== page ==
The Lenoir City School Safety Task Force met Thursday afternoon to discuss, in part, ways to encourage the public to support a sales tax increase that will generate nearly $2 million annually for school safety initiatives.
Tony Aikens, Lenoir City mayor, opened the meeting by discussing a memorandum of understanding recently approved by Lenoir City Council that details how the money brought in would be used.
“Hopefully, that will put some of the critics, ease some of their thoughts or concerns that somehow or another the city is going to take all this big pile of money and use it for whatever,” Aikens said. “We felt like we would bring the task force back together and get your all’s thoughts. I know Dr. (Jeanne) Barker (director of schools) has come up with some ideas on how to get the word out to help parents ... come out and support the sales tax referendum.”
Barker called the referendum, which would raise the local sales tax rate by a half cent, a “win-win for the community.”
“We came up with a good list, I think, of some prioritized items that we would like to see happen,” Barker said. “So we’ve been working hard since the last meeting to give it legs to make those kinds of things happen. The only thing standing in the way, of course, as always, is funding.”
Barker did not provide a list of items during the task force meeting. A list previously provided the News-Herald detailed $1.4-$1.6 million in expenses, but only $845,000 in annual recurring costs.
“We don’t really know if it’s going to pass yet or not, so that’s always been a concern to come up with this huge list of things that we want to do not knowing,” Barker said. “People might expect that those things be done and then it not pass. Then where are we?”
Aikens expressed a need to educate the general public about the referendum because of criticism received.
“We all knew there would be out of a select few,” Aikens said. “So it’s our job to educate the public and let them know what we’re going to do and why.”
Lenoir City Schools created a flier that provides some information about the proposed tax increase.
“It tries to answer some of the critical questions that we’re hearing from the community so they can have information as they go to the polls and they decide what is important to them,” Barker said. “So we’re putting that out. We’ve given it out at some of the football games. We’ll probably be sharing that directly to voters as well. ... Some of our students and parents, I think, will be helping us do that.”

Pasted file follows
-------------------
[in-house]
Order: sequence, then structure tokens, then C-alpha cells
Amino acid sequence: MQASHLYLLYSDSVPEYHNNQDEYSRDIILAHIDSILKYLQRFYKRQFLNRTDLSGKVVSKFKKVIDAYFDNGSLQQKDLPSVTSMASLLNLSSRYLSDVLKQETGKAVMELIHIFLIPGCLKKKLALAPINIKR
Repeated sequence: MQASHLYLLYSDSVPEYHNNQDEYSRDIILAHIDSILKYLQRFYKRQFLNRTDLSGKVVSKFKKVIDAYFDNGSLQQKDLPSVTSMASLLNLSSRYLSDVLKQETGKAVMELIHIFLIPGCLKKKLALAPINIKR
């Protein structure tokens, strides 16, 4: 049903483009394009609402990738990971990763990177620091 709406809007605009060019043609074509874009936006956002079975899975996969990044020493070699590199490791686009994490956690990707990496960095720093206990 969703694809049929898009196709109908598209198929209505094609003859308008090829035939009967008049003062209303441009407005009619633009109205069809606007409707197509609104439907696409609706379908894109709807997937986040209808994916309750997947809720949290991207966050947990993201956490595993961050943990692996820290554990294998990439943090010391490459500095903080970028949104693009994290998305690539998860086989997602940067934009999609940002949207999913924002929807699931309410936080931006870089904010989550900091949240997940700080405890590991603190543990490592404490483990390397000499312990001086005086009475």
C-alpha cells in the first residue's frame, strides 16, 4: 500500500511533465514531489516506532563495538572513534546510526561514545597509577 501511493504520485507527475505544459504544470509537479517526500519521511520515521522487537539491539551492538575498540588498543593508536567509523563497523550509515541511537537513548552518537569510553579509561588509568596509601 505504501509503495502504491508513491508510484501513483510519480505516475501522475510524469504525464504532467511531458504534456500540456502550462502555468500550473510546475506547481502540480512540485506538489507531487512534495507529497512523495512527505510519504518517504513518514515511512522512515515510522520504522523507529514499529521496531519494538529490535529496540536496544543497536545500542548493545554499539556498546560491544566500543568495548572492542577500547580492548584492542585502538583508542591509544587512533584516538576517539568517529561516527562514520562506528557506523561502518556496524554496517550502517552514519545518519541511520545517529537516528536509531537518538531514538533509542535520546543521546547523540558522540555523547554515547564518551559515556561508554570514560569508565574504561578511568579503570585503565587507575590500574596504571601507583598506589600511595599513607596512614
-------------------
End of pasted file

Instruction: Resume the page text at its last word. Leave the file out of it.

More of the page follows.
Barker has asked residents to pass out the fliers in city neighborhoods.
“I think there’s a lot of good things we can do if it passes,” Barker said. “We’re still going to do our very best if it doesn’t. With it passing, it gives us the ability to do some of these things we’ve talked about, these creative things and state-of-the-art type of things to keep our kids safe.”
Much of the conversation Thursday focused on ideas previously discussed, including building a fence around the school, which is included in the original $1.4-$1.6 million in expenses provided by Barker.
Aikens brought up looking into new video security, which Barker previously provided a cost estimate for, in addition to upgrading doors to electronic security entry.
Craig Price, a teacher at Lenoir City High School, raised the question of using some of the funding to provide special education students who need extra support with transportation and enrollment for a specialized program, something Price said was previously done but cut due to funding.
“We used to send kids to Kingston Academy and they would come and pick them up in the morning and bring them back in the afternoon,” Price said. “... We’re not able to do that anymore and the No. 1 reason we’re not able to do that is because of money.”
Barker believes that need could be met in other ways and agreed to look into the possibility.
The referendum will be up for vote Nov. 6. Early voting is Oct. 17-Nov. 1.